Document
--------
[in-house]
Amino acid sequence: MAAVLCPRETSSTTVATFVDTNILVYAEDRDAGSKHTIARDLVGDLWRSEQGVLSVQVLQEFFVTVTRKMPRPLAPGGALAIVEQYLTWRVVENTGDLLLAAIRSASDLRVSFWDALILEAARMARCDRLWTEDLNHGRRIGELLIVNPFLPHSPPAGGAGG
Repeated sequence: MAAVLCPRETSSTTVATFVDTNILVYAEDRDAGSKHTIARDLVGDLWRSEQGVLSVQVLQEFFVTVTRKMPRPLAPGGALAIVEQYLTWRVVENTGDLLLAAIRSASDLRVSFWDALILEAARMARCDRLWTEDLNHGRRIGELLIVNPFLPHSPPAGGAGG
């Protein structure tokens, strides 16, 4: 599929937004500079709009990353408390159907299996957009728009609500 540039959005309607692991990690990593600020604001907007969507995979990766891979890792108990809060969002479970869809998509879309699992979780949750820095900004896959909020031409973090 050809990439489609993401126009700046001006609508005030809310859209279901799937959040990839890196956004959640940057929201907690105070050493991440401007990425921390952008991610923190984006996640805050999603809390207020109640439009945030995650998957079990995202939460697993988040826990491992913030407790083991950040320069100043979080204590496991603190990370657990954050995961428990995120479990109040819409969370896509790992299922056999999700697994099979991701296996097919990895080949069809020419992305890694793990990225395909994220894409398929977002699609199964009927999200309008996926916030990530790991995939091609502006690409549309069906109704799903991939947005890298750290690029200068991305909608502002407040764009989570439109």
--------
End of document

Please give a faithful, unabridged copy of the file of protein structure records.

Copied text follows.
[in-house]
Amino acid sequence: MAAVLCPRETSSTTVATFVDTNILVYAEDRDAGSKHTIARDLVGDLWRSEQGVLSVQVLQEFFVTVTRKMPRPLAPGGALAIVEQYLTWRVVENTGDLLLAAIRSASDLRVSFWDALILEAARMARCDRLWTEDLNHGRRIGELLIVNPFLPHSPPAGGAGG
Repeated sequence: MAAVLCPRETSSTTVATFVDTNILVYAEDRDAGSKHTIARDLVGDLWRSEQGVLSVQVLQEFFVTVTRKMPRPLAPGGALAIVEQYLTWRVVENTGDLLLAAIRSASDLRVSFWDALILEAARMARCDRLWTEDLNHGRRIGELLIVNPFLPHSPPAGGAGG
């Protein structure tokens, strides 16, 4: 599929937004500079709009990353408390159907299996957009728009609500 540039959005309607692991990690990593600020604001907007969507995979990766891979890792108990809060969002479970869809998509879309699992979780949750820095900004896959909020031409973090 050809990439489609993401126009700046001006609508005030809310859209279901799937959040990839890196956004959640940057929201907690105070050493991440401007990425921390952008991610923190984006996640805050999603809390207020109640439009945030995650998957079990995202939460697993988040826990491992913030407790083991950040320069100043979080204590496991603190990370657990954050995961428990995120479990109040819409969370896509790992299922056999999700697994099979991701296996097919990895080949069809020419992305890694793990990225395909994220894409398929977002699609199964009927999200309008996926916030990530790991995939091609502006690409549309069906109704799903991939947005890298750290690029200068991305909608502002407040764009989570439109």